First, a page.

While not deceitful, the subtitle of Great Moments in Rock’n’Roll certainly raises expectations that may not be met. The truth of it requires stretching the definition of rock’n’roll to encompass lifestyle moments sometimes featuring music, musical instruments, musicians or gigs. This isn’t the book presenting the story of Elvis Presley’s first TV appearance or someone’s musical awakening on the realisation that Nirvana spoke to them. Instead Joel Orff takes brief anecdotes, some of his own, some submitted by readers of his website, and illustrates them over a page.

It’s a neat idea, but in practice Orff is afflicted by several limitations. He’s dependent on the quality of the submitted anecdote, and while these are varied and may have a poetry, many are shrug of the shoulders material mythologising the ordinary. John Porcellino’s submission even ends with the comment that it echoes thousands of similar experiences across the country. It represents a frequent category of strip that have meaning to the sender, but aren’t going to resonate with a wide audience. Orff’s art has a similar limitation, simple, sketchy, but often barely moving beyond functional, so visually unattractive. When the page turns to an ambitious layout or a neat dancing figure it seems as if the remainder is a deliberate primitivism, as the musical equivalent features in several of Orff’s own strips. The biggest limitation, though, is that all too many strips are stories that don’t lend themselves well to comics. Large blocks of text are required, accompanied by repetitive illustrations, and this deadens an otherwise decent anecdote. Tomaz’s story of his political awakening suffers, as does Bob taking advantage of a wrong number in the sample art.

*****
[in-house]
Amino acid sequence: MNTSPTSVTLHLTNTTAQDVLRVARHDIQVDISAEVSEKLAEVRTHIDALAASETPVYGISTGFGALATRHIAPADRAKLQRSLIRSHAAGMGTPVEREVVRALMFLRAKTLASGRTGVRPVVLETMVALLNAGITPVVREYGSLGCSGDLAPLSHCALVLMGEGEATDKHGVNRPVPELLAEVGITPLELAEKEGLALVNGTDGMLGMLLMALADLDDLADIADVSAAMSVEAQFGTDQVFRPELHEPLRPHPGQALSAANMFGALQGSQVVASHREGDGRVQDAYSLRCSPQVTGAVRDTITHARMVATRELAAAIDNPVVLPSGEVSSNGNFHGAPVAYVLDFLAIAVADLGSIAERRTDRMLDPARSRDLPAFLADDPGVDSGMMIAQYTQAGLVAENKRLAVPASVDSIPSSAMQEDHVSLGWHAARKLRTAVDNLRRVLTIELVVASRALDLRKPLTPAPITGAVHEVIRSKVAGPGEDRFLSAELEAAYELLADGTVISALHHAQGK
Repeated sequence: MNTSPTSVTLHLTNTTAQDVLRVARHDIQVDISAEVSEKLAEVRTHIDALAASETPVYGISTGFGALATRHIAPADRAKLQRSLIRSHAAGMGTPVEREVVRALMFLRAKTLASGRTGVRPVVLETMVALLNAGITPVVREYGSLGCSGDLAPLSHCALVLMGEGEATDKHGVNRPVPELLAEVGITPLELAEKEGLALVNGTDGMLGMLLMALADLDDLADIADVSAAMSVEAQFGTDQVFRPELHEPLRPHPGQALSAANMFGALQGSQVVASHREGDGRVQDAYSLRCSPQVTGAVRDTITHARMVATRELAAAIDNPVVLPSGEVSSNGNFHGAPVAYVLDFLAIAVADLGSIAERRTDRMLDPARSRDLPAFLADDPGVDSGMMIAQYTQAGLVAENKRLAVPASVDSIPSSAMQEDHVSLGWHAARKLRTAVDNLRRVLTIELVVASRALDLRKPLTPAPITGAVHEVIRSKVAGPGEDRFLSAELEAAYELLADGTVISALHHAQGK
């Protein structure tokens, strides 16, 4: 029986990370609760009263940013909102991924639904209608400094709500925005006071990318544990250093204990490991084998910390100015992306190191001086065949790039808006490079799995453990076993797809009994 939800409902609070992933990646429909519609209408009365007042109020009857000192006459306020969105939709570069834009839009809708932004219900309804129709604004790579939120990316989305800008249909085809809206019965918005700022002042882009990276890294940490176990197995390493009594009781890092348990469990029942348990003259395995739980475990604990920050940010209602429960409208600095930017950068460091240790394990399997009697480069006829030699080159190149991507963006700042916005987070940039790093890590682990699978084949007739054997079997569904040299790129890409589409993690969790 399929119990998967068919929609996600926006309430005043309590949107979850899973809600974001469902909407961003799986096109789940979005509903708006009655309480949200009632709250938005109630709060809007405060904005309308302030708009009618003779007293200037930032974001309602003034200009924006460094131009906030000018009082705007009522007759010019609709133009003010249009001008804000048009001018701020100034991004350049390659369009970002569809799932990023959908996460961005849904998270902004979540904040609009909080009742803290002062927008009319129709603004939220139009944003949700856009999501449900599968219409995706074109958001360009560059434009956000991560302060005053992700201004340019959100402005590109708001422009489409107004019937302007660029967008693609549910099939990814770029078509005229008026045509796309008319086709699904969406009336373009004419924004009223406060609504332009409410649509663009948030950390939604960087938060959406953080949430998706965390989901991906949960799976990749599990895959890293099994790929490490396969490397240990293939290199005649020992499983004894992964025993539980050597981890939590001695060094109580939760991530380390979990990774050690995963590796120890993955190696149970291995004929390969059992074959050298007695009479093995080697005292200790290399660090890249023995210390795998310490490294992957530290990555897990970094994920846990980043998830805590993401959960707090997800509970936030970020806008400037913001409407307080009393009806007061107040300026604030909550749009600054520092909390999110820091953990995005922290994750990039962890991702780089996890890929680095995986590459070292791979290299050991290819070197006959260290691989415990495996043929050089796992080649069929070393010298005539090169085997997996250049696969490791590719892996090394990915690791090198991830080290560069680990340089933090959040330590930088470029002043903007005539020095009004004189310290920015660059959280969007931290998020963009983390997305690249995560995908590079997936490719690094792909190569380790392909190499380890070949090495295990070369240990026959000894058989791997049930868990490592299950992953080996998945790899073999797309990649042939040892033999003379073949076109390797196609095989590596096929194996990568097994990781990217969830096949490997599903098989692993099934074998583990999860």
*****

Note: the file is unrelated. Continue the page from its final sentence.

Occasionally a strip really hits the spot, reminding what a good idea Strum and Drang is. There’s no reason why it should be the case, but some strips featuring known names are the most resonant. Albert Collins playing in a bar, Tom Baker’s great deed, and how Walter Huston would test people all hit the spot. However, Strum and Drang isn’t the best representation of Orff’s work. He’s continued the strip, which is archived on his website, and while still not exactly living up to the subtitle, it’s been refined. Some of the mentioned limitations remain applicable, but there are far more encounters with known names, showing them in a good or poor light, and better stories without the famous.